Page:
Monday, 21 November 2011

Music Monday: Rufus Wainwright

An awful admission for an English teacher, this, but I'm not that familiar with Shakespeare's sonnets, beyond the famous sonnet 18 ("Shall I compare thee...") and a couple of others that I studied at university years ago.  This is a state which I need to remedy, because I have fallen deeply in love with Rufus Wainwright's rendering of Sonnet 29.

A traditional sonnet is focused on the object of the speaker's affection, whereas this poem is more speaker-focused, concerning itself (to begin with, anyway) with the experiences of the writer rather than their feelings for another.  Only at the end do thoughts turn to a lover, when the poet "think[s] on thee", and his previously despairing wallow turns into something more joyous, "like the lark at break of day arising".  I love the contrast of the image of the depressed young poet in the first octave with the lover of the last sestet.  Beginning with a rather careless, throwaway,"yet..", he decides that actually, he can put up with all of it if he thinks of "thy sweet love".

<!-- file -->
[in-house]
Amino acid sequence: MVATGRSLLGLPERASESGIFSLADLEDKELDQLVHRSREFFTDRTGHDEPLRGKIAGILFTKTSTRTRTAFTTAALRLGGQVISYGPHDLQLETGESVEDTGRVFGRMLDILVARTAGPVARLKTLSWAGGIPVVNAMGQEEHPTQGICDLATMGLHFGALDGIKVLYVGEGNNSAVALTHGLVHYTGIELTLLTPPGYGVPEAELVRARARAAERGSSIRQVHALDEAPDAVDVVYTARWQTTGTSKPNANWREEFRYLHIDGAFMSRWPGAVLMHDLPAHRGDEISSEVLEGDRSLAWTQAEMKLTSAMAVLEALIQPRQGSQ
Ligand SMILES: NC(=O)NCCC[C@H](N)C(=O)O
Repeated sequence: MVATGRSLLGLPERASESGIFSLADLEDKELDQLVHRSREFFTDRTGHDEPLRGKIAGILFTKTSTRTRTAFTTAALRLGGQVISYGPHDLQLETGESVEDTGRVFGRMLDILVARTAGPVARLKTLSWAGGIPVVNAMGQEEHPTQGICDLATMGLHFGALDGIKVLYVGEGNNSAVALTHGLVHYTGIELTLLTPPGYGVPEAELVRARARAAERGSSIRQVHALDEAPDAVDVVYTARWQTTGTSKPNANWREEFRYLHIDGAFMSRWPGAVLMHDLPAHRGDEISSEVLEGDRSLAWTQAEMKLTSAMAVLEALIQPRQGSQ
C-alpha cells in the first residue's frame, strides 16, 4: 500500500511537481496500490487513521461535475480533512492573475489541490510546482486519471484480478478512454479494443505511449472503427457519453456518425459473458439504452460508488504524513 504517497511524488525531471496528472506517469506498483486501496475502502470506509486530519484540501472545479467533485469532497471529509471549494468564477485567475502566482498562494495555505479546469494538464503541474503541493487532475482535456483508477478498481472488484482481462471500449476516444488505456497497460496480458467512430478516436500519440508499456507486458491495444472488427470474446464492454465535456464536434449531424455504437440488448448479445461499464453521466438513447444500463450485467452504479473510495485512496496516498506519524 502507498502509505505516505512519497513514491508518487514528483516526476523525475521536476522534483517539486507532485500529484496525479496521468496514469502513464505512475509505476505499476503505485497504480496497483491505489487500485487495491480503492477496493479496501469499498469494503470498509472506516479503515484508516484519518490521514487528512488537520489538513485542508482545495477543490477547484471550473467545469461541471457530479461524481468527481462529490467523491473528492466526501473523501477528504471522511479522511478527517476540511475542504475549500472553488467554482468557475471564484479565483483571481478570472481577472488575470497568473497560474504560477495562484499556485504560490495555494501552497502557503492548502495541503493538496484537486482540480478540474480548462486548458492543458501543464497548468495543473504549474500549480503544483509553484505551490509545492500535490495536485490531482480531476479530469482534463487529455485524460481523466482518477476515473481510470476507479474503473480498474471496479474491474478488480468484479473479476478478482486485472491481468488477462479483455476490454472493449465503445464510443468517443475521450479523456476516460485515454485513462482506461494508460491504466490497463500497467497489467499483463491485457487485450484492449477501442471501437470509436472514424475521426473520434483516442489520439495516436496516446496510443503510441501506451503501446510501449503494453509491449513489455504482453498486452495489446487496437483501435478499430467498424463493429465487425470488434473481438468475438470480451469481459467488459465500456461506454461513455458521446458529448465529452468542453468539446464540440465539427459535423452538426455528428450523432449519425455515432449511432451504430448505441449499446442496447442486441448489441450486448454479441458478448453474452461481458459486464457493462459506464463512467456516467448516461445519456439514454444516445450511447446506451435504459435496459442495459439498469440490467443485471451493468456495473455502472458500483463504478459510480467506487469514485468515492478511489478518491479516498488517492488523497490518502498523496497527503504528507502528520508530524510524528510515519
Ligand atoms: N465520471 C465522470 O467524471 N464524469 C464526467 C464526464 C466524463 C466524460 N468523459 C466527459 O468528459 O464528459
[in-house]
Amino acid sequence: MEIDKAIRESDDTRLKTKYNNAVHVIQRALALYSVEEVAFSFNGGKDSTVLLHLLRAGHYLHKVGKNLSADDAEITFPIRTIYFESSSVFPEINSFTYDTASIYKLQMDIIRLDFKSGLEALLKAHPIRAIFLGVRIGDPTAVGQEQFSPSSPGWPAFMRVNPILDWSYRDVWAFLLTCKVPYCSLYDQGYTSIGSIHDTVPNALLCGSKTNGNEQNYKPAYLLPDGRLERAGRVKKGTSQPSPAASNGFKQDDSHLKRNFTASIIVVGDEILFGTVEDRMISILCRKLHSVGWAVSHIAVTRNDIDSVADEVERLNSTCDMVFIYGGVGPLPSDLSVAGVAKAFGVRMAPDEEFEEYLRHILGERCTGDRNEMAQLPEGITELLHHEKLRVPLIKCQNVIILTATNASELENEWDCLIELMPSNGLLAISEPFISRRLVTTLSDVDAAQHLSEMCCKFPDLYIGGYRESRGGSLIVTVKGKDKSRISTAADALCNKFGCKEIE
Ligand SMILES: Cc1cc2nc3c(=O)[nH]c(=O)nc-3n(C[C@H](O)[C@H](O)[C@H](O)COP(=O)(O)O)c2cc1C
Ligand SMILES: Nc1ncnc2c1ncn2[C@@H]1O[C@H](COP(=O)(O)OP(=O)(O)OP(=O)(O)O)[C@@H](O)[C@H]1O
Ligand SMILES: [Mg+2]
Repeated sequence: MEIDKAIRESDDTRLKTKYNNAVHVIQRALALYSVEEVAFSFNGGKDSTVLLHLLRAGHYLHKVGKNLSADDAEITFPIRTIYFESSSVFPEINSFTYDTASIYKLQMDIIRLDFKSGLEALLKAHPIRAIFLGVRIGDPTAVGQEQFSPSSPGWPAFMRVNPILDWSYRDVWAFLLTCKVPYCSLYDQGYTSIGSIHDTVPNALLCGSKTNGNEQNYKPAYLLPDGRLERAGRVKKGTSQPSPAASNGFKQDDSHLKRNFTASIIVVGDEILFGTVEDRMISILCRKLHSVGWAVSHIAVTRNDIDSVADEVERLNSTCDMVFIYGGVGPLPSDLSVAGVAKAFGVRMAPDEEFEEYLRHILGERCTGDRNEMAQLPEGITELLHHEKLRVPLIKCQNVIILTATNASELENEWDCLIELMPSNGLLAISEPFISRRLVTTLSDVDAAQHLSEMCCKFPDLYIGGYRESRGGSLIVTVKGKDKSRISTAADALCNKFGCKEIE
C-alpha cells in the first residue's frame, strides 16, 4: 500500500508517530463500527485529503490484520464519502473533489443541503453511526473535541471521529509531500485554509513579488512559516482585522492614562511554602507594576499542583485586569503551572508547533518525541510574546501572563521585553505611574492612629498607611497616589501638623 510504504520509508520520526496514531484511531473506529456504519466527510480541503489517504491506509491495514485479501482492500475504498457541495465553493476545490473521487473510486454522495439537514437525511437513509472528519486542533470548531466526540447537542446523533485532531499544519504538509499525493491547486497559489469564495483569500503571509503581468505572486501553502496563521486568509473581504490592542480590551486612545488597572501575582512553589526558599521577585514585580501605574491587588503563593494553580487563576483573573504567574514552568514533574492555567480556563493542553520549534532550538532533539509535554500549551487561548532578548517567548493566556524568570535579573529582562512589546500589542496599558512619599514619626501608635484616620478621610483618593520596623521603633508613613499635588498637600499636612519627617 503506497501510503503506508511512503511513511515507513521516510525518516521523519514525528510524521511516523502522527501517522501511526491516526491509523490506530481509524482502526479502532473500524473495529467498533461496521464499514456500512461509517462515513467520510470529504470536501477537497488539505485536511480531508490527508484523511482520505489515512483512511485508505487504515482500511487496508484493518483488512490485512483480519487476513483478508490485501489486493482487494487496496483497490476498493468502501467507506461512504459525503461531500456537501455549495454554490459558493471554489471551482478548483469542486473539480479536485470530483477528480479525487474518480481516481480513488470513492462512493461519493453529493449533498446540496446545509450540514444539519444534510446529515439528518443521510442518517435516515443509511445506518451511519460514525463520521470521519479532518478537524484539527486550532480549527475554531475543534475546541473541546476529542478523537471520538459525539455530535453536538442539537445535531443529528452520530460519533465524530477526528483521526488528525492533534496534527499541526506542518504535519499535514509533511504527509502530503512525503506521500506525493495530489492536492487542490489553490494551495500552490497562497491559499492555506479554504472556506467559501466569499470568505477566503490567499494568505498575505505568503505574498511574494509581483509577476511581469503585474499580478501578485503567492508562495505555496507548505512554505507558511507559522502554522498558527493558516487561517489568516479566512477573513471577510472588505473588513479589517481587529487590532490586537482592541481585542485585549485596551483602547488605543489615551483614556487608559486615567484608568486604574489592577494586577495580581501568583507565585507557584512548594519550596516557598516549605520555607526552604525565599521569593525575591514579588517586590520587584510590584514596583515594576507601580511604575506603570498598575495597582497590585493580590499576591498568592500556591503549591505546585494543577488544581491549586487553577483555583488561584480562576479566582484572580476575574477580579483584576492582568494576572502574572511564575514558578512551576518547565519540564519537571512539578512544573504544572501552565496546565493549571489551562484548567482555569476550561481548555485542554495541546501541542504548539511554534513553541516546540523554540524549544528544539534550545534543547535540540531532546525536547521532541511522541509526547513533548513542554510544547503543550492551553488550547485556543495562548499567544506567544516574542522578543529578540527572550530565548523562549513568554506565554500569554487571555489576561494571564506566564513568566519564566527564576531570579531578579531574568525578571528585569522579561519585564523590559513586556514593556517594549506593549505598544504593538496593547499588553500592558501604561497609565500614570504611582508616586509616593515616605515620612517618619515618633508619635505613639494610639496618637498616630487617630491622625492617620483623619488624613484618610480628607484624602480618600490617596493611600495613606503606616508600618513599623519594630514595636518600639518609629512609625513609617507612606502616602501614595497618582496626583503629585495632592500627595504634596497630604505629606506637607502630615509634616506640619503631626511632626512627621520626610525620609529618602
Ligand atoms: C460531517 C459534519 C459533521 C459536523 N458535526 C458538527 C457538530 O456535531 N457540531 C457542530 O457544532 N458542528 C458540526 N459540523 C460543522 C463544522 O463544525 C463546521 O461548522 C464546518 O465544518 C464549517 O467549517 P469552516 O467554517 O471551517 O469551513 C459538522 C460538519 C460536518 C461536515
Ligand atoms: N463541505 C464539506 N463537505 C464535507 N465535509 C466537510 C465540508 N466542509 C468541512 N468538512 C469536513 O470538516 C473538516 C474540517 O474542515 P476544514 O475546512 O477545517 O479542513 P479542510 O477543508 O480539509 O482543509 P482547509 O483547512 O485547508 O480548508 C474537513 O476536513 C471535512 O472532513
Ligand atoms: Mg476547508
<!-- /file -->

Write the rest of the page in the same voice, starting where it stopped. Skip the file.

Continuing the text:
Wainwright set the words to music as part of a fundraising project for RADA in 2002, and what a spectacular job he did.  Contrasting piano and banjo, and then accordion and cello, it is a startlingly simple orchestration which allows focus to fall on the lines of the poem.

Sonnet 29

When, in disgrace with fortune and men's eyes,
I all alone beweep my outcast state
And trouble deaf heaven with my bootless cries
And look upon myself and curse my fate,
Wishing me like to one more rich in hope,
Featured like him, like him with friends possess'd,
Desiring this man's art and that man's scope,
With what I most enjoy contented least;
Yet in these thoughts myself almost despising,
Haply I think on thee, and then my state,
Like to the lark at break of day arising
From sullen earth, sings hymns at heaven's gate;
For thy sweet love remember'd such wealth brings
That then I scorn to change my state with kings.

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